Sunday, March 9, 2008

Airport, Mooonscape and Diplograms

In this post:


We have been away, but not idle. We have met a bunch of interesting people, one of them is a former Tu-154 pilot who now flies for a discount airline. We call him Captain Alex, and he likes to take pictures in flight, from his pilot's seat. Here are some of the pictures that also serve us a breathtaking material for recce exercise.

Vnukovo Int'l Airport this winter.
The newly built, partially underground railroad spur serving the passenger terminal is visible to a knowledgeable analyst. The Russkies feel the bulge in the petrowallets, hence they feel that they can built some more megalomaniac projects to the airport.

Captain Alex took the picture and self-censored himself at that. The famous 06-24 runway is cut off below the photograph, because it serves the Government Terminal. Captain Alexey, however, was flying high and fast when he took the pictures below:

We can see the Government Terminal as the grey, black and brightly lit rectangular area towards the far (24) end of the 06-24 runway, below the T-juntion of the highways.


Novaya Zemlya, that is. A high-level official who is actually in charge of declassifying DOD materials, has released the following imagery on condition that no other details would be divulged. The material has been declassified, but still has the stuck-in-limbo FOUO (for offficial use inly) markings.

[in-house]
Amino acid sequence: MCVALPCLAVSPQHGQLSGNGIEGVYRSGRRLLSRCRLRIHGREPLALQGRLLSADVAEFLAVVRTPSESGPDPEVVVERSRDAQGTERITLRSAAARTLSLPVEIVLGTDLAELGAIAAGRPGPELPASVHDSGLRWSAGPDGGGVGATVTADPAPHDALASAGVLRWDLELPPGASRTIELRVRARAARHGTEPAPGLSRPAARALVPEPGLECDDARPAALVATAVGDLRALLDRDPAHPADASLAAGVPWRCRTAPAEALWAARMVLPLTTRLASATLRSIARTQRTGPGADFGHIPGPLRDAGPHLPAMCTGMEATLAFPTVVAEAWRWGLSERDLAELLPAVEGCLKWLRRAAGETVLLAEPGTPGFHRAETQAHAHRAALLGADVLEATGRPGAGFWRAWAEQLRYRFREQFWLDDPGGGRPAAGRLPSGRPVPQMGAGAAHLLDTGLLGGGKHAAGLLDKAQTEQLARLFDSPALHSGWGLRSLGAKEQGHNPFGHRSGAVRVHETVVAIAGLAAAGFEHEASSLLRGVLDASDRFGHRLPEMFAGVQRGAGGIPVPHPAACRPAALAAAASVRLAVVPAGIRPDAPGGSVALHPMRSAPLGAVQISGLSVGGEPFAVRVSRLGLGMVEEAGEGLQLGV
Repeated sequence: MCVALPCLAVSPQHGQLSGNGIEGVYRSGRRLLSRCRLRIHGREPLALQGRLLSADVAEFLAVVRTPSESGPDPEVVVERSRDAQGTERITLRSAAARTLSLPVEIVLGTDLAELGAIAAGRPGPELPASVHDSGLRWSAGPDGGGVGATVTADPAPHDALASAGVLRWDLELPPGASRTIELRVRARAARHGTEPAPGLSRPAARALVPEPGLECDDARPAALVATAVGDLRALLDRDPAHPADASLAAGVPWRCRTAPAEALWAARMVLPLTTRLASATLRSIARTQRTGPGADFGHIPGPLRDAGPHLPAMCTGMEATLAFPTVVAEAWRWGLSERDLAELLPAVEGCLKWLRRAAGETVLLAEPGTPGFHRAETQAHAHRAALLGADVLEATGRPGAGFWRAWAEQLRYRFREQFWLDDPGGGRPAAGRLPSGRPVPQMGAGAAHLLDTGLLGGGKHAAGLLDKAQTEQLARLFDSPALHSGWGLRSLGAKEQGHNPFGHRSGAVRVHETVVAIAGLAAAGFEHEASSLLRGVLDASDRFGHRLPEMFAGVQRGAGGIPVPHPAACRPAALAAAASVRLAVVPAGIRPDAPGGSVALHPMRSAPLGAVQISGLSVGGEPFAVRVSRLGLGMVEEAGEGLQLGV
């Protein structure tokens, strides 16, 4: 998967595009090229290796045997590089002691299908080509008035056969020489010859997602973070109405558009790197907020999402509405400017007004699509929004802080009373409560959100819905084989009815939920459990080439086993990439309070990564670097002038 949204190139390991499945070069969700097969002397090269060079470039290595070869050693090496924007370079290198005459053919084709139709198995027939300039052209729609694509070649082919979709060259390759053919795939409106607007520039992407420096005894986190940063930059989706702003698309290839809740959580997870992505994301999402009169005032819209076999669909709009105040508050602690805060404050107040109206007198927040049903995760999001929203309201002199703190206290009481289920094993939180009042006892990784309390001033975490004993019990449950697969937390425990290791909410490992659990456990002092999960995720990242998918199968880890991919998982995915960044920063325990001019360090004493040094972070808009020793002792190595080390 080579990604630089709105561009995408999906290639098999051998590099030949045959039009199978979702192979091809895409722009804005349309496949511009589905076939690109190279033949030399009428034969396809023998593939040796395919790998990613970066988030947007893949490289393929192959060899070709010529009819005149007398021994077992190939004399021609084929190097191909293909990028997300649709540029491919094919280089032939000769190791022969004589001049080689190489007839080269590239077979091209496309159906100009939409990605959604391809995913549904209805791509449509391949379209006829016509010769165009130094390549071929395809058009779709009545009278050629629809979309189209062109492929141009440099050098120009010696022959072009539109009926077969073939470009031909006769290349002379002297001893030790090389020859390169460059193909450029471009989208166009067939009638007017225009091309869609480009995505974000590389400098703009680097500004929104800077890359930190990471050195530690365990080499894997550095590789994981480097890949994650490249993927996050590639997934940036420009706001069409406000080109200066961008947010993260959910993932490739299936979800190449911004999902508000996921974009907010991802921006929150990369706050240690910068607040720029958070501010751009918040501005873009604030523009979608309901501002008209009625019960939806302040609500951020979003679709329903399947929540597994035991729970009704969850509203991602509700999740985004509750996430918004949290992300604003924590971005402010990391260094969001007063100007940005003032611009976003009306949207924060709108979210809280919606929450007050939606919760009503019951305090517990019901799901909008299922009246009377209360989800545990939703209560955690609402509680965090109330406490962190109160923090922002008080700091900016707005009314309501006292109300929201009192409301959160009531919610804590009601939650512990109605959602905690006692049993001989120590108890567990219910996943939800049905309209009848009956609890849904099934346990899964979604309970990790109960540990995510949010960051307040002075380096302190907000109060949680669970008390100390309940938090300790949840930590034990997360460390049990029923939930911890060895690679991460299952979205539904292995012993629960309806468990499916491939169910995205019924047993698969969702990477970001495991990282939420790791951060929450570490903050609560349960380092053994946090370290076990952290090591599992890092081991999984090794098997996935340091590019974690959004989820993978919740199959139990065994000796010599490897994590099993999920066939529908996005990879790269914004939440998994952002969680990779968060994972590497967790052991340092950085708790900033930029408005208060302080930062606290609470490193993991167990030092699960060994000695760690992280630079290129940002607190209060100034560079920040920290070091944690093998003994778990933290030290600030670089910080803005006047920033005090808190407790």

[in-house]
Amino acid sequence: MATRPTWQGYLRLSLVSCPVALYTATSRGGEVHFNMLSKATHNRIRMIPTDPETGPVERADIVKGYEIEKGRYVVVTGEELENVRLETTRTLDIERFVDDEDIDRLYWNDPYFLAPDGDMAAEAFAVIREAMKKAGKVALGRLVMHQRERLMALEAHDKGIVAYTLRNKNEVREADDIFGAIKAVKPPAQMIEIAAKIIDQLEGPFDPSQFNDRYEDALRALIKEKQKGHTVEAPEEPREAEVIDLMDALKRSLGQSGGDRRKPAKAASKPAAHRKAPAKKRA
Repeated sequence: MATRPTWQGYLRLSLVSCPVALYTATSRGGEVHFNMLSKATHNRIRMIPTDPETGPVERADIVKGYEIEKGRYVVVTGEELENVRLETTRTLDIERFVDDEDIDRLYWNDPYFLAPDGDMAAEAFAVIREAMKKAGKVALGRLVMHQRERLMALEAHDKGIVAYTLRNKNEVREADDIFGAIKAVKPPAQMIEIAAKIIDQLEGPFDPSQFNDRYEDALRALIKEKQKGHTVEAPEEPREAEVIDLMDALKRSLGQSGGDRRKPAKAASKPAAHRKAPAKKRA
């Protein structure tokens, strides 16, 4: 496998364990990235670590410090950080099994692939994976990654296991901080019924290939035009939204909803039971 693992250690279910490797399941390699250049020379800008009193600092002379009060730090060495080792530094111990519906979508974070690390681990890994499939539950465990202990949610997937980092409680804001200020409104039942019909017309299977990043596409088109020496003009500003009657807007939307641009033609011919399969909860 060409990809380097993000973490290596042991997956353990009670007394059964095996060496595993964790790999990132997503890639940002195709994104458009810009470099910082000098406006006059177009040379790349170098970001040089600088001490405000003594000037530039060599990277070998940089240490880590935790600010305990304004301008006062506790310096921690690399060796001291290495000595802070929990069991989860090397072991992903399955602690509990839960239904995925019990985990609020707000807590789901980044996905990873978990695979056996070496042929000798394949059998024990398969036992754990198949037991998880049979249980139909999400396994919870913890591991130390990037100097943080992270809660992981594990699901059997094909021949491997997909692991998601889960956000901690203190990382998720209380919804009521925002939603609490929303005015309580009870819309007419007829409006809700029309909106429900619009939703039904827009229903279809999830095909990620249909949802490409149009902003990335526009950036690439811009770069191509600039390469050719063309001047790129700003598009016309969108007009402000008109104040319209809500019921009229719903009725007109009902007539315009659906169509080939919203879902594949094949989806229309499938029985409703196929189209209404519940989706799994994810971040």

Thus a special recognaissance platform that still remains classified is capable of obtaining imagery at extreme slant angles. That means the method is equivalent to a person shooting landscape phtographs from the ground level. Here is an image inside Severnyy, a Russian outpost on the lunar landscape ravaged by catastrophic nuclear explosions. The angles are marked on satellite map for visualizing the orientation of elements in the photograph.

What are these Russkies up to nowadays? What goof-ups can they suprise us with over there?


A certain someone sent in this telegram, fully confinced that it is a Russian code-word or other type of code text.

It is sufficient to have studied comparative analysis of Slavic languages to spot Bulgarian suffixed articles ( -te, -to) at the end of the nouns. As far as we know, no other Slavic country uses Latin X to represent the "sh" sound. Our contributor is an avid ham radio operator who claims this was a RTTY message sent in an easily decodable diplomatic format. Note the year. We have some really recent material, but are being very careful with what we release.

Good luck to us all, and happy new moon month.


Anonymous said...

This is Bulgarian, addressed to deputy minister Gachinski, from someone called Nikolov, about gettin some reimbersement from a lady with rather Polish familiy name.

Dr. Zwölf said...

Anonymous, thank you for confirming and expanding upon our analysis!